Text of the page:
Go with the flow
Combine a constant light source with an off-camera flashgun and waltz your way into slow sync flash photography with Jason Parnell-Brookes
Use slow sync flash to capture a sharp shot of a dancer plus a motion trail
Capturing dance through stills photography can be a real challenge; the movement of a dancer has to be conveyed in a static image. Some photographers will photograph a dancer mid-leap, others will get the dancer to hold intricate poses. But there’s another way to capture dance: using slow sync flash photography.
What does slow sync flash photography mean? Well, it’s the simple act of using a long exposure, combined with a flash firing at either the beginning or end of the period when the shutter is open. The long exposure allows ambient light to expose the scene, and the flash provides a momentary burst of light to freeze any motion. For our photo we worked with a professional dancer, but you could just use an enthusiastic friend running and leaping into the frame.
Depending on the power of your lights, your settings will vary. Our settings were f/10 at 4 secs and ISO200. This kept the depth of field nice and deep, maintaining good focus on the performer as he moved around the scene. The four seconds were all the dancer needed to complete his move, while ISO200 ensured that our images would be free of noise.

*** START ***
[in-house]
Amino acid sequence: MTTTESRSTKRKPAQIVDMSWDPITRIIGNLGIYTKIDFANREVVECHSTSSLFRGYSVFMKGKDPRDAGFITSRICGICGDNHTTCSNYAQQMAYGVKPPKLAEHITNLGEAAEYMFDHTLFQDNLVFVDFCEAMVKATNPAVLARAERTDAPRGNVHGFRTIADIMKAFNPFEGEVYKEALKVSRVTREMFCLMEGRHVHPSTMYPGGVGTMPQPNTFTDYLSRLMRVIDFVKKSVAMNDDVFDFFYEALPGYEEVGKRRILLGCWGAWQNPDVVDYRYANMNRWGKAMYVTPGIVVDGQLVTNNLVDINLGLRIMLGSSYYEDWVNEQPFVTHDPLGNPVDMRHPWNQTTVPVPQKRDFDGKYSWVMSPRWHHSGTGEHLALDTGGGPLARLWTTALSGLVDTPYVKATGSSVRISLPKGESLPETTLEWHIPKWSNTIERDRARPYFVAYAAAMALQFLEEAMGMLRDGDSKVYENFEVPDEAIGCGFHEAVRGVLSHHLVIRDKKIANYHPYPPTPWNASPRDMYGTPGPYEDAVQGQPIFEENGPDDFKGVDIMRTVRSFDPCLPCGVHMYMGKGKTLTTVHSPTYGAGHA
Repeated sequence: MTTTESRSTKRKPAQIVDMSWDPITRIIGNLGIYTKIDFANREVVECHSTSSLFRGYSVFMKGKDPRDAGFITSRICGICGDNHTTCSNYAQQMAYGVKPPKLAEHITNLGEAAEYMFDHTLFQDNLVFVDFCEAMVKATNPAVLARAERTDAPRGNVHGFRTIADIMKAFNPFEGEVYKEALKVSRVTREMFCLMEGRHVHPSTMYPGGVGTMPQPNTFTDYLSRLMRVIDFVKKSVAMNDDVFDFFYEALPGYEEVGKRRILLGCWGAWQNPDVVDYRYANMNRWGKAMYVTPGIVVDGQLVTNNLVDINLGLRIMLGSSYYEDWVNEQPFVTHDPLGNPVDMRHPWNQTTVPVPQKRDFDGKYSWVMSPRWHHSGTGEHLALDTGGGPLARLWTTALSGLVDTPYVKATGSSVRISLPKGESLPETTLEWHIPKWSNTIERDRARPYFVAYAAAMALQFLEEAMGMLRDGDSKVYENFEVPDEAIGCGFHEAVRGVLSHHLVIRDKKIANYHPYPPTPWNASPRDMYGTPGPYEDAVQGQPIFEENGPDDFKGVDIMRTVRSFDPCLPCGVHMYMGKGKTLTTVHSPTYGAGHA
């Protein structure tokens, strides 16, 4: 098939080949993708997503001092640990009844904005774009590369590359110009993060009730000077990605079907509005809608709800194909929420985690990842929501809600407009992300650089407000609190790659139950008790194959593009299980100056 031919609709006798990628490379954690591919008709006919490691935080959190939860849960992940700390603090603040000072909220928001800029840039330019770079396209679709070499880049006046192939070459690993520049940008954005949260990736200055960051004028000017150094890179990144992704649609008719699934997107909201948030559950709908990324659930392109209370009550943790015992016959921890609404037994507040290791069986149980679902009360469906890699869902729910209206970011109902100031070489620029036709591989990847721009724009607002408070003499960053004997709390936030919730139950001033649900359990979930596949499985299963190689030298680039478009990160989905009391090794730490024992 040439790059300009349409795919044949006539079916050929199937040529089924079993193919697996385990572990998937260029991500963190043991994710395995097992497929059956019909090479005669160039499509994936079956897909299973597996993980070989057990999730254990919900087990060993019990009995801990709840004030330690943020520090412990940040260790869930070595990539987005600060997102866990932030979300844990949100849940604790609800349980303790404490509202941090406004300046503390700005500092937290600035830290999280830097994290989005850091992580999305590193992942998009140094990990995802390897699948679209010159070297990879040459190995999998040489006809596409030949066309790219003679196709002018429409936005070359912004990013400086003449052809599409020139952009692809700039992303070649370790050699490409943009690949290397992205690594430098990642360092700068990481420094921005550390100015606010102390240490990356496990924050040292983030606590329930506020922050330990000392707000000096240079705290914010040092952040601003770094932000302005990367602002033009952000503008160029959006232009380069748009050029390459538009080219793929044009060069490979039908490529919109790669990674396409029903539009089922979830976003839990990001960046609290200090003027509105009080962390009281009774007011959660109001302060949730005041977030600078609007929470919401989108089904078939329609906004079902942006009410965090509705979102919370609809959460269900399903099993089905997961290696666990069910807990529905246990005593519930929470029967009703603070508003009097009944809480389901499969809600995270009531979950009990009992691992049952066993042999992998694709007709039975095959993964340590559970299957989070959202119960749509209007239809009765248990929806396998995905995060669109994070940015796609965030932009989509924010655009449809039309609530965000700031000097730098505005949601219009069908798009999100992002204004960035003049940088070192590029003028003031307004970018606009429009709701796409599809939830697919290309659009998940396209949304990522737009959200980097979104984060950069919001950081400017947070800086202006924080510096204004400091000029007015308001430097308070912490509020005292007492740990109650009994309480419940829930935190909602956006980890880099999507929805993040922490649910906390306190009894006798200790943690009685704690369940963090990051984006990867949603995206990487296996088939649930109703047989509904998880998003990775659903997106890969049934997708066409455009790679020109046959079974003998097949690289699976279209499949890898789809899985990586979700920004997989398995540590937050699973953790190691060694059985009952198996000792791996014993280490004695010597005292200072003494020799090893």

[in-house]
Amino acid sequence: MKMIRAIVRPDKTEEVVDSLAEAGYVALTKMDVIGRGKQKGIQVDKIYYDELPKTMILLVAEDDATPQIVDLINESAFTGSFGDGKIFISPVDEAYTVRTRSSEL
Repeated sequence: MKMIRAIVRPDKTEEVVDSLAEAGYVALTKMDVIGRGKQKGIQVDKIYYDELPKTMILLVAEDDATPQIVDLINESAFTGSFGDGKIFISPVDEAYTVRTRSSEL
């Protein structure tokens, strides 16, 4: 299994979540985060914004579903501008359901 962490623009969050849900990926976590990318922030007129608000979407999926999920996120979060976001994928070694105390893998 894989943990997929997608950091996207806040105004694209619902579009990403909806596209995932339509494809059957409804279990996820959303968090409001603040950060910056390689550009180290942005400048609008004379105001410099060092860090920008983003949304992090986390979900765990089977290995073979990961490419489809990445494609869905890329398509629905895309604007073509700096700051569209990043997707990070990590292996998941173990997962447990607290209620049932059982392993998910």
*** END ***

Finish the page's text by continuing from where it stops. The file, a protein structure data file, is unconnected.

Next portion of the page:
It’s best to shoot against a plain wall or black backdrop. Have your dancer stand in front of the backdrop, and position a flash to the right of the camera shooting into the scene, and a continuous light (or desk lamp) to the left, to provide the ambient light.
The key to this technique is to set so-called ‘rear-curtain sync’, which means the flash fires at the end of the exposure rather at the beginning. If your dancer is moving from left to right, this will result in an image with a blur of movement and colour on the left, and a crisp, sharp dancer at the end of the blur trail on the right.
Slow sync flash photography is the simple act of using a long exposure, combined with a flash firing at either the beginning or end of the period when the shutter is open